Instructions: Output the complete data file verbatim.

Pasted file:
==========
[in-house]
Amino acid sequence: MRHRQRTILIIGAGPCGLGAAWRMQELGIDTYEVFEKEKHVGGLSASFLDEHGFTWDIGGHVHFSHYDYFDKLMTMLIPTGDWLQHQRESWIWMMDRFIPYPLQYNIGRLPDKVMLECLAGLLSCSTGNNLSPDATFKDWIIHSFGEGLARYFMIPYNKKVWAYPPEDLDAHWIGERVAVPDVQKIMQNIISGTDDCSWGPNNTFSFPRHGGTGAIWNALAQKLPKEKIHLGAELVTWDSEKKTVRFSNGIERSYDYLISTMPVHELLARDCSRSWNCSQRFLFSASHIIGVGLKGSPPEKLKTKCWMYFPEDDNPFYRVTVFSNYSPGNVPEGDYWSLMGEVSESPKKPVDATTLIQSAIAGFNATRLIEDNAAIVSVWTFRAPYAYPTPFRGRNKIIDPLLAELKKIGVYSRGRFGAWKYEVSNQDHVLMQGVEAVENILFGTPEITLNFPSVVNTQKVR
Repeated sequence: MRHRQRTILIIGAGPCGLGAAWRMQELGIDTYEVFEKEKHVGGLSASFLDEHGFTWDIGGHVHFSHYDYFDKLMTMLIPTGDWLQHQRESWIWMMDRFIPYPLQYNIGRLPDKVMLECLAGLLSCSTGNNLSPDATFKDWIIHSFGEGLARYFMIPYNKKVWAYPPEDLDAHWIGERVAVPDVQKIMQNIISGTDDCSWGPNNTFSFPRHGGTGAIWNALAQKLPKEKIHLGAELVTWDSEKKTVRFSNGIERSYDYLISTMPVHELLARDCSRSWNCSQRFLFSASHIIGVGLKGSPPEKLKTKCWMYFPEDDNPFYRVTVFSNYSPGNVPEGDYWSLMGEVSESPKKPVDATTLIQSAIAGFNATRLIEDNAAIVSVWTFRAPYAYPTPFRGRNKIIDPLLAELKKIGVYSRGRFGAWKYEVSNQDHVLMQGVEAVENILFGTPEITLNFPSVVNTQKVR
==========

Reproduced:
[in-house]
Amino acid sequence: MRHRQRTILIIGAGPCGLGAAWRMQELGIDTYEVFEKEKHVGGLSASFLDEHGFTWDIGGHVHFSHYDYFDKLMTMLIPTGDWLQHQRESWIWMMDRFIPYPLQYNIGRLPDKVMLECLAGLLSCSTGNNLSPDATFKDWIIHSFGEGLARYFMIPYNKKVWAYPPEDLDAHWIGERVAVPDVQKIMQNIISGTDDCSWGPNNTFSFPRHGGTGAIWNALAQKLPKEKIHLGAELVTWDSEKKTVRFSNGIERSYDYLISTMPVHELLARDCSRSWNCSQRFLFSASHIIGVGLKGSPPEKLKTKCWMYFPEDDNPFYRVTVFSNYSPGNVPEGDYWSLMGEVSESPKKPVDATTLIQSAIAGFNATRLIEDNAAIVSVWTFRAPYAYPTPFRGRNKIIDPLLAELKKIGVYSRGRFGAWKYEVSNQDHVLMQGVEAVENILFGTPEITLNFPSVVNTQKVR
Repeated sequence: MRHRQRTILIIGAGPCGLGAAWRMQELGIDTYEVFEKEKHVGGLSASFLDEHGFTWDIGGHVHFSHYDYFDKLMTMLIPTGDWLQHQRESWIWMMDRFIPYPLQYNIGRLPDKVMLECLAGLLSCSTGNNLSPDATFKDWIIHSFGEGLARYFMIPYNKKVWAYPPEDLDAHWIGERVAVPDVQKIMQNIISGTDDCSWGPNNTFSFPRHGGTGAIWNALAQKLPKEKIHLGAELVTWDSEKKTVRFSNGIERSYDYLISTMPVHELLARDCSRSWNCSQRFLFSASHIIGVGLKGSPPEKLKTKCWMYFPEDDNPFYRVTVFSNYSPGNVPEGDYWSLMGEVSESPKKPVDATTLIQSAIAGFNATRLIEDNAAIVSVWTFRAPYAYPTPFRGRNKIIDPLLAELKKIGVYSRGRFGAWKYEVSNQDHVLMQGVEAVENILFGTPEITLNFPSVVNTQKVR